REPORTING ON DEPRESSION: THE NEED FOR CHARACTER-BASED STORIES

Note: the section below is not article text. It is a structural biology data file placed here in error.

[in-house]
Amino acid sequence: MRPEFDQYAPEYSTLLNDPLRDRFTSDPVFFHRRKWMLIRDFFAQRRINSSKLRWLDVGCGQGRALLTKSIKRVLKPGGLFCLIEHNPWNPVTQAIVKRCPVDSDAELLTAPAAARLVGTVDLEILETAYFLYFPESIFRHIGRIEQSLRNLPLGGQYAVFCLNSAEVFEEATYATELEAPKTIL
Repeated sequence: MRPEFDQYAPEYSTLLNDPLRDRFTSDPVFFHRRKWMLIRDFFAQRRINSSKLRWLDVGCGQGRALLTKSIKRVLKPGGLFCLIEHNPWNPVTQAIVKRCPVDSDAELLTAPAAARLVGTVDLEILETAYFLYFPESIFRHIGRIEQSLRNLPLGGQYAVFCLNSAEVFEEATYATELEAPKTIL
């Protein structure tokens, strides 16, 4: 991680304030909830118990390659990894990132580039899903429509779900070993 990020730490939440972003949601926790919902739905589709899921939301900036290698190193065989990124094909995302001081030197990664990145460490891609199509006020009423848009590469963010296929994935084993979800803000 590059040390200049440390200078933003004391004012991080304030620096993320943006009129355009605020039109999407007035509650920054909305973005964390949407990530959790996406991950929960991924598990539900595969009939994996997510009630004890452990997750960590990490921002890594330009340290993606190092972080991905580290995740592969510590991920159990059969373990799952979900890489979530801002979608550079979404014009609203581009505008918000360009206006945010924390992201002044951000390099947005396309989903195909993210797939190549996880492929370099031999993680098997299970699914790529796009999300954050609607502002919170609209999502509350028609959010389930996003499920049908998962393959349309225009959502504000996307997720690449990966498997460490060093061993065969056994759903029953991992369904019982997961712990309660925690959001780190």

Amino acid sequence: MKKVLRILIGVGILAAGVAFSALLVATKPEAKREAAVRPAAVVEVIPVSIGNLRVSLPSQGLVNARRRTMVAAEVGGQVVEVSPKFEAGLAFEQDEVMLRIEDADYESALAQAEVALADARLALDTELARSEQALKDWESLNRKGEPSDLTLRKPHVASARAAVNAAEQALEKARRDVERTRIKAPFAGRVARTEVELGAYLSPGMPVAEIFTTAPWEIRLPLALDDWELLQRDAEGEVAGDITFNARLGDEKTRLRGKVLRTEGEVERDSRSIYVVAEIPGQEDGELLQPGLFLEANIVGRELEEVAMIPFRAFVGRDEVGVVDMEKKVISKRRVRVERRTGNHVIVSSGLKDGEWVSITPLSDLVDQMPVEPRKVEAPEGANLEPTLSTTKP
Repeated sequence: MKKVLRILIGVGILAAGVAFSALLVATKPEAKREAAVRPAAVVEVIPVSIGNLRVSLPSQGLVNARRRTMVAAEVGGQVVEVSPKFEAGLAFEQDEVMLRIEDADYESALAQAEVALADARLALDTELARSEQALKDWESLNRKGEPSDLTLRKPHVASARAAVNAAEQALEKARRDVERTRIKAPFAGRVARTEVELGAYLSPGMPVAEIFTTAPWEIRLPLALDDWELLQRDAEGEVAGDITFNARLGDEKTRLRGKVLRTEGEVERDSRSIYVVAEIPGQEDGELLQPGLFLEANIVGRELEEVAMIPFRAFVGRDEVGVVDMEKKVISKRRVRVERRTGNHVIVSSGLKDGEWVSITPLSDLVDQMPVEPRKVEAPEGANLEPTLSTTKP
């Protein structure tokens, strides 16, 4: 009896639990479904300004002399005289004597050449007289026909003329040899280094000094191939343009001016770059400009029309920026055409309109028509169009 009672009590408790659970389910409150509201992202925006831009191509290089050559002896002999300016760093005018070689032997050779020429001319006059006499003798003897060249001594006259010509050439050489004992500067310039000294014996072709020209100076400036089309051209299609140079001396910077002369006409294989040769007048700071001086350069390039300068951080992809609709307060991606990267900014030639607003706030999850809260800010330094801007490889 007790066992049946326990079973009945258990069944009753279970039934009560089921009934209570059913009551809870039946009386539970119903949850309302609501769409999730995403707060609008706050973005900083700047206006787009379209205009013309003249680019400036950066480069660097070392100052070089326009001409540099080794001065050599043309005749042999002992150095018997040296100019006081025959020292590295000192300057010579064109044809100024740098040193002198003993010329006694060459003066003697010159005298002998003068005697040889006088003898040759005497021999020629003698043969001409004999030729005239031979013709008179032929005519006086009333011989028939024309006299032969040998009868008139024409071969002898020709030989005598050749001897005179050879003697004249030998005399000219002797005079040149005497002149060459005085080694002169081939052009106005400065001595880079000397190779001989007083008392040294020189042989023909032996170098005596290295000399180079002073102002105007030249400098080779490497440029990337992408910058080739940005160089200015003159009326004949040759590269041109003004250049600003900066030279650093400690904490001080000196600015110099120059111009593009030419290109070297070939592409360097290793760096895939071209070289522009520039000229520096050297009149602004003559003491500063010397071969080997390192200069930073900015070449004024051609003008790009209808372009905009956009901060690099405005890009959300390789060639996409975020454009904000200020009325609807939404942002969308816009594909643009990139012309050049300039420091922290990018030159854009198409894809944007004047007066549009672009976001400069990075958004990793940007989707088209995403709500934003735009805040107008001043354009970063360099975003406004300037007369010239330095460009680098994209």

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In this paper I examine how popular news stories represent depression, and how they may either successfully create accurate, balanced narratives, or fail to correct existing misconceptions. Mainstream reporting often discusses depression in the context of a controversy, and exposes unfamiliar audiences only to extreme depictions. Such reporting may fail to correct stigma and misconceptions. I summarize the general medical understanding of depression, common misunderstandings, and journalistic standards for reporting on mental illness. From there, I compare mainstream news stories with a feature article from Kaiser Health News to determine the potential benefits and weaknesses from the differing styles of reporting. I conclude that stories that allow for greater emphasis on character can likely provide greater insight for new audiences, and more beneficial information for people experiencing depression. I end with a reflection of my work on the accompanying audio piece I created.